Comment Editor's opinion


Resisting the lure of political turmoil

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Image by Isabella Edwards

By Raphael Henry

Recently, it feels increasingly as though UK politics has descended into the realm of full-blown political satire. Maybe it’s that we’re on to our third government of the year (with time for another); maybe it’s the feeling that there are certain ‘recurring characters’ that we just can’t seem to shake (aptly demonstrated by Boris Johnson’s bid to once again become Prime Minister, mere weeks after he resigned); or maybe it’s the ominously accurate parallels to The Thick of It, the BBC’s unbeatable parody of political manoeuvring. Liz Truss’ resignation was presciently summarised in 2012 by Peter Capaldi’s Malcom Tucker: “This is the ending of a chapter of a very thin book that nobody enjoyed reading.”

Our politics, and our politicians, have become so outrageous that it is dangerously easy to forget the real damage that they are doing. Sure, it might seem like a compelling plot point that Suella Braverman is even more anti-immigration than Priti Patel – but then you remember that you’re watching the news, not a political parody, and that immigrants are being subjected to inhumane treatment across the country for the sake of a manifesto pledge.

It bears repeating that our current political pandemonium is genuinely concerning. If UK politics was a holiday, it would be Bonfire Night (I do see the irony of that comparison, given what Bonfire Night is commemorating). Everybody watches, transfixed, faces bathed in orange light, as the flames tear through firewood: we’re utterly spellbound by the beauty of complete destruction. But these days, the British political bonfire is so bright that it is eclipsing everything else. There’s too much appeal in our satirical reality – it hurts in just the right way, letting us feel morally superior while already craving the next outrage. But in our obsession, we run the serious risk of overlooking the bigger issues just because they don’t have the same explosive appeal.

There is a balance to be struck, of course: this political turmoil has very real consequences for us, as the current cost of living crisis is making painfully clear. Maintaining this balance is something I care about deeply, and I think this print edition’s Comment section reflects that. We have not shied away from holding our politicians accountable, with Ethan Reuter outlining the Herculean tasks before Rishi Sunak, and Millie Simon critically examining whether Labour is doing enough. But we have also tried to maintain a broader focus: to this end, Nadia Sayed reflects on the ongoing protests in Iran, whilst Nick Hayes argues for why we should support university strikes, and Katy Leverett calls out for reform of the broken Student Finance system. Engaging with current cultural issues, Juliette Barlow breaks down the toxic and misleading ‘nice guy’ persona, and Ellie Robinson discusses the duty of care that reality TV shows have for their contestants. Finally, to ensure that this section isn’t just wall-to-wall bleakness, Charis Horsley points out the fatal flaws with the DUO two-factor authentication system, whilst Phoebe Leonard and James Clay go head-to-head in a Christmas-themed Clash of Comments.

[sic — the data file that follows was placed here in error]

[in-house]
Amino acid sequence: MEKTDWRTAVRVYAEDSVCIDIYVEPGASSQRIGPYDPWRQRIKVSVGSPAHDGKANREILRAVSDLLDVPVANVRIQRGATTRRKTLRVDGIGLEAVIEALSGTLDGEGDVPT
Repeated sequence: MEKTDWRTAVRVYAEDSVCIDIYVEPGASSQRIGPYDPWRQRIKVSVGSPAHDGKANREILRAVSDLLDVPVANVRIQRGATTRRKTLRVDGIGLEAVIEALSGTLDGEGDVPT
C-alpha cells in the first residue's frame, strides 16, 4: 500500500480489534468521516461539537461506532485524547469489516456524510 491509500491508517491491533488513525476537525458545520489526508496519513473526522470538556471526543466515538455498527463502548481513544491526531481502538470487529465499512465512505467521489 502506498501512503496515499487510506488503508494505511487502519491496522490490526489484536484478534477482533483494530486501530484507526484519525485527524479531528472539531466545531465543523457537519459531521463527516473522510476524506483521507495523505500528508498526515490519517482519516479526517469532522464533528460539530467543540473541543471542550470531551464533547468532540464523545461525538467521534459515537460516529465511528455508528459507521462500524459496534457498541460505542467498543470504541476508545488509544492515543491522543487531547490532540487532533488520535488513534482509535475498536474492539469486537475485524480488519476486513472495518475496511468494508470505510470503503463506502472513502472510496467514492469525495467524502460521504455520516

It may seem cliché, but I am proud of the Comment section and the role that it plays in promoting the myriad opinions on offer at this university. Now that we are back to a full complement of Comment and Deputy Comment Editors, I am excited to see what the next few months will bring. Who knows, by the next print edition Rishi Sunak’s government might be ancient history (I pray that it isn't already ancient history by the time this paper goes to print). As always, whatever the future holds, we will endeavour to remain a port of call for meaningful discourse, with sharp minds and sharper words.